This dinner is Vegan and just improvised with what I had in the house. I rubbed some tofu in a mixure of chili, salt, oregano (oregano seems to be the only dried herb really used all over Mexico, although the name is approximative - there are several varieties!) dried coriadner, cumin and smoked paprika. The doses were totally random! Then I sautéed the tofu with a little olive oil. I kept the tofu aside and used the same pot (with the very spicy oil) to sauté some chopped celery and onions, I added some rice, then a can of red beans, and finally a couple of cups of vegetable stock. Lid on and cooked the rice by absorption. In the end I added the tofu, just to warm it up.

For the Guacamole I followed this recipe, with the difference that I didn't have fresh coriander at home, but I used a bit of chili (I always have chili in the freezer). Also because this was a really rushed job (and I had the whole chili, seeds removed) I blended everything with an immersion blender. Quite different texture really, but nice for a change. The tortilla chips came from a packet. Well, this dinner took me 40 minutes to make (including cooking time), so Viva Mexico!!

Photos and Recipes by Alessandra Zecchini ©

Tuesday, October 27, 2015

Cavolo nero soup with chickpeas and pasta

A low fat, high protein vegan dish

1 bunch of cavolo nero
1 shallot
1.5 l vegetable stock
1 can chickpeas
plus the same amount of water
1 cup of small pasta 
salt and pepper to taste
extra virgin olive oil to drizzle

Wash the cavolo nero and remove the white stalks. Slice the shallot. Put everything in a pot with the vegetable stock and bring to the boil. Simmer for 30 minutes. Add the content of the can of chick peas, plus a can of water. Simmer for other 30 minutes then blend with an immersion blend, but not too finely, leave some of the chickpeas whole. Bring back to the boil, add the pasta and simmer until the pasta is al dente. Taste for salt and pepper and drizzle with olive oil before serving. It is actually better the day after!

Photos and Recipes by Alessandra Zecchini ©

Wednesday, October 14, 2015

Torta Bianca allo Yogurt - White Yogurt Cake

I am very pleased with this recipe, of course I always eat all my experiments, even when I am not so happy about them, but this one… I devoured it! It was so soft and light, possibly the
softest-cake-with-taste ever (if you know what I mean… some 'soft' cakes taste like air, or like a bath sponge!!).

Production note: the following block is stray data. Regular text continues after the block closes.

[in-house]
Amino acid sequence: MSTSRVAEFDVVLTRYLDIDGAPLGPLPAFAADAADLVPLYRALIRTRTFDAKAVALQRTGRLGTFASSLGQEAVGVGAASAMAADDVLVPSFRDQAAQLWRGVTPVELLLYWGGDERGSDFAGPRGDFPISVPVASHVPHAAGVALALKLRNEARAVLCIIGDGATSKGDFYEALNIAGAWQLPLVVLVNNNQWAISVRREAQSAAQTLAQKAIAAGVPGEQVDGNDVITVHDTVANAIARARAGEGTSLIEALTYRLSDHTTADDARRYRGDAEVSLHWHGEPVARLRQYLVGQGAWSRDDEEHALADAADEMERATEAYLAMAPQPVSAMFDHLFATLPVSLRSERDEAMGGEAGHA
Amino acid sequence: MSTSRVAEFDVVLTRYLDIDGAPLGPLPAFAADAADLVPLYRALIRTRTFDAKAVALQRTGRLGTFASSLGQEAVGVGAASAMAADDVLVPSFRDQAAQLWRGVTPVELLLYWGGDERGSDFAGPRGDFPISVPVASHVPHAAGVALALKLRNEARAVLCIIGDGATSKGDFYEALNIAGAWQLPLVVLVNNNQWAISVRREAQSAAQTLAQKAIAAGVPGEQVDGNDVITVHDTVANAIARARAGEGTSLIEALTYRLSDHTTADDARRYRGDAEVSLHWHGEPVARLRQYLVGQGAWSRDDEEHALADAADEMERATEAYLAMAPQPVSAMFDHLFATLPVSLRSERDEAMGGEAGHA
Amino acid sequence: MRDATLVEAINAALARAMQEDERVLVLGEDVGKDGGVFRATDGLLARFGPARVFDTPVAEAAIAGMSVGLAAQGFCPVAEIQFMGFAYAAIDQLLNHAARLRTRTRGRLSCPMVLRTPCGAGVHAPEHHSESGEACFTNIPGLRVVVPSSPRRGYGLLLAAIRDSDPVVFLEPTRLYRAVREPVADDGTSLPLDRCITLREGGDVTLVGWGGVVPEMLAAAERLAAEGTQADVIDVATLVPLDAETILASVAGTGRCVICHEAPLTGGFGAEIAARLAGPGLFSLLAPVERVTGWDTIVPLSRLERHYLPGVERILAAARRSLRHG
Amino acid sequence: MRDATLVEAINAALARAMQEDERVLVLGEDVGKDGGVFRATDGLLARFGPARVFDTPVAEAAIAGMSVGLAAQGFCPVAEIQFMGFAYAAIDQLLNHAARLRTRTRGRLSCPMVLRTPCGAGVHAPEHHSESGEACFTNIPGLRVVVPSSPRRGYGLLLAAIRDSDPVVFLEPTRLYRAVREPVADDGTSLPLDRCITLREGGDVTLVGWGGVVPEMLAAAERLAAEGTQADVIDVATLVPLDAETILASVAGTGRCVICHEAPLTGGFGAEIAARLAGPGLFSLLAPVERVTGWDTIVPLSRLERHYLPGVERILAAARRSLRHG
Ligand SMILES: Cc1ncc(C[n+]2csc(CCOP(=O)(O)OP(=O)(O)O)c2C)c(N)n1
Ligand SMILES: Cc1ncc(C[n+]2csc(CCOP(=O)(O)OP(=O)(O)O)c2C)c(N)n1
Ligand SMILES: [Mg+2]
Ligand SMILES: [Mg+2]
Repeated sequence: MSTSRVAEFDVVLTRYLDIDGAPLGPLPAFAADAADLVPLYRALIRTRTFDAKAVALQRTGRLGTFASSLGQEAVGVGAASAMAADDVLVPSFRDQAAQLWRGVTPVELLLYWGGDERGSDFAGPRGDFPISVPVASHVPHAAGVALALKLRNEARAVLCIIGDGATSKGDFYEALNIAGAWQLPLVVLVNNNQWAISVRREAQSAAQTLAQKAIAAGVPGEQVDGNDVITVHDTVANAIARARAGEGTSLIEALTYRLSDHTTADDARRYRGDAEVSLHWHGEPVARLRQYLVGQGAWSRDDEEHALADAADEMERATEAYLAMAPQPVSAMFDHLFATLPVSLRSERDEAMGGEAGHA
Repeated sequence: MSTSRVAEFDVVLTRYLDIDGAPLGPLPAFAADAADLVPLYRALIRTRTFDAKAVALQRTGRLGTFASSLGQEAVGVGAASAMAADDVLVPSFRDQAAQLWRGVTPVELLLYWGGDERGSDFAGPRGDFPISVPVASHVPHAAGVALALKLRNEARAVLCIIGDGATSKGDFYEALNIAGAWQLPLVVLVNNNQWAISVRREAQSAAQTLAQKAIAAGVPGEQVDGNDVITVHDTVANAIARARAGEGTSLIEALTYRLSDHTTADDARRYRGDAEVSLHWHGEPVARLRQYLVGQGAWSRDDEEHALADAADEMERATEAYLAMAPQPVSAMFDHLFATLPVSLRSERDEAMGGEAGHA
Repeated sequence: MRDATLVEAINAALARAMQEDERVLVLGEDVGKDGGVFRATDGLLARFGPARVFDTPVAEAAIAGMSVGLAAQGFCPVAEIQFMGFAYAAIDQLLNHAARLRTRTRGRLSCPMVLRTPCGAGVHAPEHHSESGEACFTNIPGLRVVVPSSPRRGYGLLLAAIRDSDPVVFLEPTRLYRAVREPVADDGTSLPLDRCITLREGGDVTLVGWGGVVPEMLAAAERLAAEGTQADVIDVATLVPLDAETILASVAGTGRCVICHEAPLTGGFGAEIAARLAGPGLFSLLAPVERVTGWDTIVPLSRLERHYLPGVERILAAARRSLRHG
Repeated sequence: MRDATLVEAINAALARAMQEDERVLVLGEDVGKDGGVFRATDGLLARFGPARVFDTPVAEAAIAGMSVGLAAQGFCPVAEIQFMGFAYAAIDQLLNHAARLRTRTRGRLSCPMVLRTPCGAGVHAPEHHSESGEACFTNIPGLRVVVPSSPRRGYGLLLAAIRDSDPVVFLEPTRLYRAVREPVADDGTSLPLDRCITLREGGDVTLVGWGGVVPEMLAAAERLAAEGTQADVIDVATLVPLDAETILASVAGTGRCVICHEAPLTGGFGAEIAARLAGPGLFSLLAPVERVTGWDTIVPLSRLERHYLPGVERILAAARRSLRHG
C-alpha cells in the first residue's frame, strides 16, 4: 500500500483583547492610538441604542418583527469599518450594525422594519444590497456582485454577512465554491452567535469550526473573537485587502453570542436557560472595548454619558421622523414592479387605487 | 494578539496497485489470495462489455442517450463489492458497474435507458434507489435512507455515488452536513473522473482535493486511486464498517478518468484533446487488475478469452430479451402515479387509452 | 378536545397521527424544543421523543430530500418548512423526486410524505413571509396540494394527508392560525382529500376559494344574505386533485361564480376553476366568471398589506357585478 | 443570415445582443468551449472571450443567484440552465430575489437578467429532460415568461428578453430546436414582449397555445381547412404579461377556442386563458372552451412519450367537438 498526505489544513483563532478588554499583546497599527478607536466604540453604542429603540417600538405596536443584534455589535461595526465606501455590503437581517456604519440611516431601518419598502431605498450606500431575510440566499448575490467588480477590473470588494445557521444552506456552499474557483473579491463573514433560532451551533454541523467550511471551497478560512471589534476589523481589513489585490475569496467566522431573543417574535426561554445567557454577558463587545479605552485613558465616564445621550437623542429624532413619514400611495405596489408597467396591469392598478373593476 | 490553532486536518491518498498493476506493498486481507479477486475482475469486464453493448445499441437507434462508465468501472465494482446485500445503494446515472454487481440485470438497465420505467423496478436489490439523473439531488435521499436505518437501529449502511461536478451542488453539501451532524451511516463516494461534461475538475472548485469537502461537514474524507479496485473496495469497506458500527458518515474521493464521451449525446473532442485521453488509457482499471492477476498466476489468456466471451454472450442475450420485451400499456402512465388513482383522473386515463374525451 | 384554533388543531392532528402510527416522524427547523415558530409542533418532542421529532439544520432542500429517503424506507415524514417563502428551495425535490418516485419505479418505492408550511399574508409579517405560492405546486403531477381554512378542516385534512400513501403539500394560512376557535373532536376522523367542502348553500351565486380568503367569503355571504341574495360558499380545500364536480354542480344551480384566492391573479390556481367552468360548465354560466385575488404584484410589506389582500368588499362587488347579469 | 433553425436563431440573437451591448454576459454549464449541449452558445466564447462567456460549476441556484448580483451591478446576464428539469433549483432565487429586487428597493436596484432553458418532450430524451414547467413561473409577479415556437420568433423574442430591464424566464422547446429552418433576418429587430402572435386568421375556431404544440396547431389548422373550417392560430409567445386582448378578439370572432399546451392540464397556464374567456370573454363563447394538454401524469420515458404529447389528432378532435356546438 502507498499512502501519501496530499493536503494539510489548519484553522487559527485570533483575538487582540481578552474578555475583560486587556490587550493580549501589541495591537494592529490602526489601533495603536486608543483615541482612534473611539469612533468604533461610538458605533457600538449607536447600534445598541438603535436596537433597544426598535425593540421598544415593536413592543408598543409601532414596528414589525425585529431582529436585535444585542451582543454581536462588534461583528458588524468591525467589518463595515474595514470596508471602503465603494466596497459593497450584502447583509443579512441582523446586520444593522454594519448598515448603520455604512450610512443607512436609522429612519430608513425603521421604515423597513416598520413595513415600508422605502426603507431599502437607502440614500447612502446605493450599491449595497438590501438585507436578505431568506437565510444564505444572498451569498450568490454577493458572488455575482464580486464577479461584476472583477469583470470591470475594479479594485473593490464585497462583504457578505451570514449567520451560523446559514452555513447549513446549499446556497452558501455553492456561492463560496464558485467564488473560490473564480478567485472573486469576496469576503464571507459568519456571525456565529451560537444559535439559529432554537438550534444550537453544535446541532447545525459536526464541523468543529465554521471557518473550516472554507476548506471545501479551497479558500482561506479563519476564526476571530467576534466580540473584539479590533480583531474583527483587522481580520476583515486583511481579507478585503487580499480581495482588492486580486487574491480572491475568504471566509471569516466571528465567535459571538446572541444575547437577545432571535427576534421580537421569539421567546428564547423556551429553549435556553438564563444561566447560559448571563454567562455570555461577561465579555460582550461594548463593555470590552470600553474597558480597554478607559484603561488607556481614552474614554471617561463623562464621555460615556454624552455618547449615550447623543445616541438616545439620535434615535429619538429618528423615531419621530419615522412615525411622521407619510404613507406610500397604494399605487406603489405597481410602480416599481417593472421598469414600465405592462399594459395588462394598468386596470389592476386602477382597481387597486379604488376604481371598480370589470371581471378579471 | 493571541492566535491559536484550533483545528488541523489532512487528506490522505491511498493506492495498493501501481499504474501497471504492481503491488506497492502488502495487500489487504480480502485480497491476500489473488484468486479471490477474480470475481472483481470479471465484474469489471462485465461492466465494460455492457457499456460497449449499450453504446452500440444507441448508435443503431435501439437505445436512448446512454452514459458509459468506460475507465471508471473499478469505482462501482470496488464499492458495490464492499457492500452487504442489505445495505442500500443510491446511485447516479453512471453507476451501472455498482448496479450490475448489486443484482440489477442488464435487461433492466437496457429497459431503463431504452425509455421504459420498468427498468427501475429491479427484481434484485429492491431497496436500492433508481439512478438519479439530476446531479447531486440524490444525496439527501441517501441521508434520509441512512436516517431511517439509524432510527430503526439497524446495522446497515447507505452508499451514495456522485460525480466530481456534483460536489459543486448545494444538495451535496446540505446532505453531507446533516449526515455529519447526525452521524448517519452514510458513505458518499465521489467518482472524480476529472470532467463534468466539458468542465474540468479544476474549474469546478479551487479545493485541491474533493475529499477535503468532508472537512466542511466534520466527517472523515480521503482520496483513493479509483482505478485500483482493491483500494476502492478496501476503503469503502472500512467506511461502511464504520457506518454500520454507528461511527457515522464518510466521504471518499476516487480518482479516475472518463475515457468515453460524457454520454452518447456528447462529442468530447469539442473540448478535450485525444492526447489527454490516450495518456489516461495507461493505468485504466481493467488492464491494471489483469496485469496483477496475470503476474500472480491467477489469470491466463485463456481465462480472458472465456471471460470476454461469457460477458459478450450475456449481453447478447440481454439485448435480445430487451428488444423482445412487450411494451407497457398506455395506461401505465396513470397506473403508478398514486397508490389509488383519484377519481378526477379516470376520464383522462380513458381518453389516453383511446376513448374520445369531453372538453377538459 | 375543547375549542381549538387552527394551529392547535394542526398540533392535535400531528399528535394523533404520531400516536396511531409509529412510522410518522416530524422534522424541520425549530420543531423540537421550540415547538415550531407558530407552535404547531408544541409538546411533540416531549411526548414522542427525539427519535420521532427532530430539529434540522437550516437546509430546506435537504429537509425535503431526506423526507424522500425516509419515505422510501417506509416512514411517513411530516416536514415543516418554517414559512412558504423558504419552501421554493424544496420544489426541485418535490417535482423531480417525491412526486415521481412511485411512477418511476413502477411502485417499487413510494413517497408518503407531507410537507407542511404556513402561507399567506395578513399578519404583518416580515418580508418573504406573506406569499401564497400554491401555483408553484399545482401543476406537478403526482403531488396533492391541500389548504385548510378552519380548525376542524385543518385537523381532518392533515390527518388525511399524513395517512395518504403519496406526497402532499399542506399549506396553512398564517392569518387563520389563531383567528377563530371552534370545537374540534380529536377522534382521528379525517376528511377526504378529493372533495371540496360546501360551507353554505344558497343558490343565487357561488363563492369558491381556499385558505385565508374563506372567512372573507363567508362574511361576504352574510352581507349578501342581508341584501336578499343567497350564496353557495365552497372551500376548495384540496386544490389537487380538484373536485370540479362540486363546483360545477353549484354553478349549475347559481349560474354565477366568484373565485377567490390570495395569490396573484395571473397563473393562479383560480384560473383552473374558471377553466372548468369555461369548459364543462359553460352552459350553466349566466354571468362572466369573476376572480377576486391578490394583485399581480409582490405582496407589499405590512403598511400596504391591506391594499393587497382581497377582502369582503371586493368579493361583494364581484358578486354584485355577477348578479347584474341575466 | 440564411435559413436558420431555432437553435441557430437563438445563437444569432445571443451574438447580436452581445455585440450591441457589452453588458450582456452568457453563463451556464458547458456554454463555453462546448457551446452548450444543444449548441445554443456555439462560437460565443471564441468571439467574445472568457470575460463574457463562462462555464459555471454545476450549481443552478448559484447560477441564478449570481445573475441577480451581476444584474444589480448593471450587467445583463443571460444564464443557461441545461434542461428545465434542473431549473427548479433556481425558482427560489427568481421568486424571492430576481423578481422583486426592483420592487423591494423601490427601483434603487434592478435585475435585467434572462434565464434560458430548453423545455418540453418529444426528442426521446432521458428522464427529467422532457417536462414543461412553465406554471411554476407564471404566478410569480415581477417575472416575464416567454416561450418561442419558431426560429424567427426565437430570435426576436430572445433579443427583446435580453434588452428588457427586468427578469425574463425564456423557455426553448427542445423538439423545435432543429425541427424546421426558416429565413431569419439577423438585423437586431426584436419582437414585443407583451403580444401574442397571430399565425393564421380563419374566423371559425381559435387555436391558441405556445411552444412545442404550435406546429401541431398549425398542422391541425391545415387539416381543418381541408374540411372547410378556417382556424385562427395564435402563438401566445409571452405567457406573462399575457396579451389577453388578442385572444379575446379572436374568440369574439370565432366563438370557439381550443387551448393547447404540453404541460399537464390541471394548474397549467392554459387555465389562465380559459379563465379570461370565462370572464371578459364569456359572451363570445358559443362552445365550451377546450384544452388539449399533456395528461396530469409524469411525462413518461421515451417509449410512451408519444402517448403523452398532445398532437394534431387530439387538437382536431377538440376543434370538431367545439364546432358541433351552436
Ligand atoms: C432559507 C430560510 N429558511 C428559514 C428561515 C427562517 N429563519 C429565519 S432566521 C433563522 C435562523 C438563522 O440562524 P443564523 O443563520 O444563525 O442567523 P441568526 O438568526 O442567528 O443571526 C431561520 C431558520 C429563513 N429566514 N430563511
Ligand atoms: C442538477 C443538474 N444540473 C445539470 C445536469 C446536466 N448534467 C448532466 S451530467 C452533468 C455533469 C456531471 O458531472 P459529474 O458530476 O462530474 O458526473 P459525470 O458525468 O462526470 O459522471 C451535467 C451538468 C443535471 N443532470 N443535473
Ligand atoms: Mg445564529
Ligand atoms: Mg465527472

butter to grease the tin (I used a ring tin)
3 egg whites
300 g sugar
250 g plain yogurt (I used full fat)
300 g self raising flour
1 pinch of salt
one drop vanilla essence
icing sugar to dust (optional)

Grease the cake tin with butter. Beat the egg white until they form a peak. In another mixing bowl fold the sugar and yogurt with a wooden spoon. Add the flour, salt and vanilla essence and mix well, then add the beaten egg whites little by little and fold. Pour the mixture in the cake tin and bake in a preheated oven at 180°C for approximately 40-50 minutes, or until a toothpick inserted into the cake comes out clean. Dust with icing sugar if you like.

Photos and Recipes by Alessandra Zecchini ©

Sunday, October 11, 2015

Homemade mascarpone with honey, pistachio and dried strawberries

Making mascarpone at home is one of my favourite occupations these days! A part from the 'magic' of it, and the resemblance to a chemistry experiment (I made this with Max, actually, he made it with me in the background giving instructions and liked doing it!) it is also so much cheaper, fresh and delicious that the one you buy! 

For the mascarpone recipe just click here, it is easier that you may think! When the mascarpone is ready just add a tbsp of honey (I used Tawari) and fold. Divide the mascarpone into 4 cups and it is ready to be eaten or topped with what you fancy. 

This time I just toasted a few pistachios in a pan, then I rub them with a tea towel to take away loose skins and chopped them coarsely. Then I also added some Fresh As dried strawberries, crunchy and full of flavour and aroma. A simple dessert that everyone loved!

Photos and Recipes by Alessandra Zecchini ©

Saturday, October 10, 2015

Polenta and Italian lentils - Polenta e lenticchie